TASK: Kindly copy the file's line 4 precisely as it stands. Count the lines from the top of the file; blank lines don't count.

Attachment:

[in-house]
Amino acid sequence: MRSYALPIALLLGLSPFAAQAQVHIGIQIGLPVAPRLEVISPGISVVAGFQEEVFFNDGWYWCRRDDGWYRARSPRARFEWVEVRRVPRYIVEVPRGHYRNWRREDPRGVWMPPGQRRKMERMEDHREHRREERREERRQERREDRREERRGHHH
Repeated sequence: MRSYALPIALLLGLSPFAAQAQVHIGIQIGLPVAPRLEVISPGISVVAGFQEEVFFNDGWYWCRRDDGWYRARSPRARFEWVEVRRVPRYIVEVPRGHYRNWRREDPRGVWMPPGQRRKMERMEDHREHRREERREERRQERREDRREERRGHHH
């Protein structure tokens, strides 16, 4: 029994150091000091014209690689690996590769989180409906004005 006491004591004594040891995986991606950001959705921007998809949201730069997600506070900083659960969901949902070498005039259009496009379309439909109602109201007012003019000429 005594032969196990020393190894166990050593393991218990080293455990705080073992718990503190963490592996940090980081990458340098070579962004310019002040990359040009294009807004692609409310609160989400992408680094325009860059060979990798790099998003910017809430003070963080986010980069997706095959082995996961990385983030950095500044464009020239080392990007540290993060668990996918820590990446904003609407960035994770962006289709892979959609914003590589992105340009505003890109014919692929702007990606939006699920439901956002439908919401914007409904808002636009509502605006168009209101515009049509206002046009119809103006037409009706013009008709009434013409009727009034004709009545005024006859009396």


């Protein structure tokens, strides 16, 4: 029994150091000091014209690689690996590769989180409906004005 006491004591004594040891995986991606950001959705921007998809949201730069997600506070900083659960969901949902070498005039259009496009379309439909109602109201007012003019000429 005594032969196990020393190894166990050593393991218990080293455990705080073992718990503190963490592996940090980081990458340098070579962004310019002040990359040009294009807004692609409310609160989400992408680094325009860059060979990798790099998003910017809430003070963080986010980069997706095959082995996961990385983030950095500044464009020239080392990007540290993060668990996918820590990446904003609407960035994770962006289709892979959609914003590589992105340009505003890109014919692929702007990606939006699920439901956002439908919401914007409904808002636009509502605006168009209101515009049509206002046009119809103006037409009706013009008709009434013409009727009034004709009545005024006859009396």